It is unsurprising that lactate levels remained normal, because these were well-perfused patients whose mean arterial pressures were held relatively constant. However, it is important that the measured lactate declined with the transition to APRV. Concomitantly, the increased cardiac performance was also reflected in an increased urine output as an indicator of improved end-organ perfusion. Although the SvO2 values demonstrated an increased trend, the difference failed to reach statistical significance. Because SvO2 is a global measure and reflects an amalgam of oxygen consumptions and utilizations from all of the perfused organs, it may fail to reflect cardiac index increases in already hyperdynamic patients. Alternatively, the increased cardiac performance may have increased perfusion to areas that were not maximally utilizing the delivered oxygen. The increased extraction ratio of these segments may have offset the expected increase in SvO2. An increase in extraction ratio with additional work has been identified in patients who were ultimately destined to fail a weaning trial [9]. Because the present study was performed for only a limited period, it is impossible to comment with any degree of certainty on whether this mechanism was operative in our patient population. Nonetheless, there was a small increase in SvO2 in the patients on APRV, although this was not statistically significant. This small increase correlates quite well with an identifiable and statistically significant increase in urine output.

It is useful to speculate on the potential financial implications of nearly eliminated neuromuscular blocking agent use, reduced sedative use, and diminished pressor use. Such cost savings may translate into real savings for a hospital. Additionally, nursing time is liberated, and may potentially be redirected to primary patient care and family liaison activities. Because a significant proportion of pressors utilized in this select patient population are used to support oxygen delivery, a PAC is also frequently utilized to guide such therapy. If the pressors are eliminated, then the PAC may also be unnecessary. This potential reduction in PAC utilization is probably real, because many PAC placement schemes require insertion of PAC for the evaluation of cardiac performance with high PEEP levels or elevated mean airway pressure levels. Each of these pressures are markers of increased intrathoracic pressure, increased pressure on the right atrium, and potentially reduced venous return and, hence, cardiac output. APRV may make such assessments a less frequent occurrence.

Treating patients with APRV may seem at odds with the recent US National Institutes of Health ARDSNet study [1], as well as the closely related study of Amato et al [10]. Each of these studies holds forth the promise of increased survival using a combination of lower tidal volumes, reduced peak airway pressures, permissive hypercapnia, and the elimination of lower inflection points on the static pressure-volume curve (as a guide to optimal PEEP). The common denominator is matching gas delivery rates, volumes, and durations to an individual patient's unique lung dynamics, including the dynamics of their chest wall and heart size. Each of the factors that are patient specific impacts on the volume of available and recruitable lung. The strategies suggested above are designed to avoid overinflating a given lung, with resultant volutrauma and biotrauma, while maximizing the recruitment of available alveolar units.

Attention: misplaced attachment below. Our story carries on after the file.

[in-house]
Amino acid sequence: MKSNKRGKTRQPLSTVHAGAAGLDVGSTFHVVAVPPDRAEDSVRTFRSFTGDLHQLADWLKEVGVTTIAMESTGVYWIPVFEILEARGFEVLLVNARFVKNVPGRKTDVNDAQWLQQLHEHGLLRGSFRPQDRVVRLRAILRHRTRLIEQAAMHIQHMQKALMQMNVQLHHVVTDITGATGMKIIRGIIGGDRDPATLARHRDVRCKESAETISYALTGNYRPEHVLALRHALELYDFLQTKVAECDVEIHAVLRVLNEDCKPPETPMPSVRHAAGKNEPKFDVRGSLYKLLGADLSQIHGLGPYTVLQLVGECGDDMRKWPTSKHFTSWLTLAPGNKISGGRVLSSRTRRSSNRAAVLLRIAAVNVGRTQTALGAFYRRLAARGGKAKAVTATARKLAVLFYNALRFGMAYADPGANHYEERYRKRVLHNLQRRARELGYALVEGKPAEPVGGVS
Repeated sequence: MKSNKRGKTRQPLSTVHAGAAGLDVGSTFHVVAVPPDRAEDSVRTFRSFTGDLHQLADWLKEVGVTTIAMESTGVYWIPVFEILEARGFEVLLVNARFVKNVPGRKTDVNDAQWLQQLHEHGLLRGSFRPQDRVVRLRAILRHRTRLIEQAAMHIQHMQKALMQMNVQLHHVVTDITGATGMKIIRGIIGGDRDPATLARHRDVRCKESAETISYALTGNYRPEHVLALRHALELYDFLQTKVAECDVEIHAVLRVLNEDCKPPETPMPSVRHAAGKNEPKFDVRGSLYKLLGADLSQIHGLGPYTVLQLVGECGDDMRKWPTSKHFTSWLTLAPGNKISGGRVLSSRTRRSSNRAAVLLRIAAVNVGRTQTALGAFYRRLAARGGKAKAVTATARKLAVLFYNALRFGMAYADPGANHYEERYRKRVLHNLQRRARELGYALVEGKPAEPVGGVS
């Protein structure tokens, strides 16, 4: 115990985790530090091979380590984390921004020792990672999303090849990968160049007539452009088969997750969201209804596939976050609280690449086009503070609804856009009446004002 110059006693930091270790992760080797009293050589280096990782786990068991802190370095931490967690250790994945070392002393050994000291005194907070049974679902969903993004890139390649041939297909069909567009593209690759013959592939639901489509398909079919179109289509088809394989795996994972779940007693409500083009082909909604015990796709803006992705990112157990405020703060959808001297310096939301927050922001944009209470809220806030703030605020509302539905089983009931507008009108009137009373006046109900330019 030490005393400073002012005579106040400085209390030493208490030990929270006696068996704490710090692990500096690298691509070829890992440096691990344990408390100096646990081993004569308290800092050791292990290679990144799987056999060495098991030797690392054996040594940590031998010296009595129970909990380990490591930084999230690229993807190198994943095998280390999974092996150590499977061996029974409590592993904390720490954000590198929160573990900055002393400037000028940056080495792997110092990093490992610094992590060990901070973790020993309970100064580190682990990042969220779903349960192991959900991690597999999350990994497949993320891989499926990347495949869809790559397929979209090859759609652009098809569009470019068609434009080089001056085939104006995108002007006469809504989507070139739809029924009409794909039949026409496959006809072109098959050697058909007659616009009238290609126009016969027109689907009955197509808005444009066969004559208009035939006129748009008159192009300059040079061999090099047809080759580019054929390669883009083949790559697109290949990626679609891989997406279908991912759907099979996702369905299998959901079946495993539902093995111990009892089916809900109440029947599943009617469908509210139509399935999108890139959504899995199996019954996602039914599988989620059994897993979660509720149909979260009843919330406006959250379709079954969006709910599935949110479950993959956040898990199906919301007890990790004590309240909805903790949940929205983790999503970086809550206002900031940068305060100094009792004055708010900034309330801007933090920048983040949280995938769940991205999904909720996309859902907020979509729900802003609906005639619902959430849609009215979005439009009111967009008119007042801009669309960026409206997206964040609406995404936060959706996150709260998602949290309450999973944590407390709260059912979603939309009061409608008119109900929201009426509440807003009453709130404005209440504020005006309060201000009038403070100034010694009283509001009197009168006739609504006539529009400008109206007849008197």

This is the exact premise and promise behind APRV in a spontaneously breathing patient. The slow gas delivery rates and long Thigh times are designed to achieve better matching of regional time constant variations and to enable more uniform gas delivery to a greater number of alveolar units than is possible with conventional ventilation strategies. The patient's ability to exhale at any time ensures that, when the patient's lung volume is 'full', excess volume may be eliminated through an open and floating expiratory valve. In this way overdistension is avoided. A related strategy is constant flow ventilation, as championed by Slutsky and coworkers [11]. However, constant-flow ventilation is hampered by difficulties related to carbon dioxide clearance in humans, and the resultant respiratory acidosis. This problem is eliminated by the release phase of APRV. Optimal recruitment of alveolar units is achieved by developing intrinsic PEEP with a short release phase, as well as through the principle of alveolar interdependency utilizing the pores of Kohn. Despite seeming disparity, APRV and the ARDSNet study have virtually identical goals that are achieved using different strategies.

Conclusion

APRV may be safely instituted in patients with ALI and/or ARDS. In the present study population, utilizing the spontaneous breathing that is implicit in APRV substantially decreased the need for neuromuscular blockade and heavy sedation as part of a management strategy for hypoxemic respiratory failure, as compared with inverse ratio PCV. The lower peak and mean airway pressure with APRV lead to decreased transmitted intrathoracic pressure, and a reduction in the central venous pressure of patients with ALI and/or ARDS. The reduced intrathoracic pressure enhances venous return, and therefore cardiac performance, with a decreased pressor requirement to support mean arterial pressure and oxygen delivery. Further study of ARPV is warranted to discover its impact on resource utilization and outcome in patients with ALI.

Abbreviations

ABC = arterial blood gas; ALI = acute lung injury; APRV = airway pressure release ventilation; ARDS = adult respiratory distress syndrome; BIS = bispectral index; BSA = body surface area; CPAP = continuous positive airway pressure; FiO2, fractional inspired oxygen; ICU = intensive care unit; IRV = inverse ratio ventilation; PAC = pulmonary artery catheter; PCV = pressure-controlled ventilation; PEEP = positive end-expiratory pressure; SvO2 = mixed venous oxygen saturation.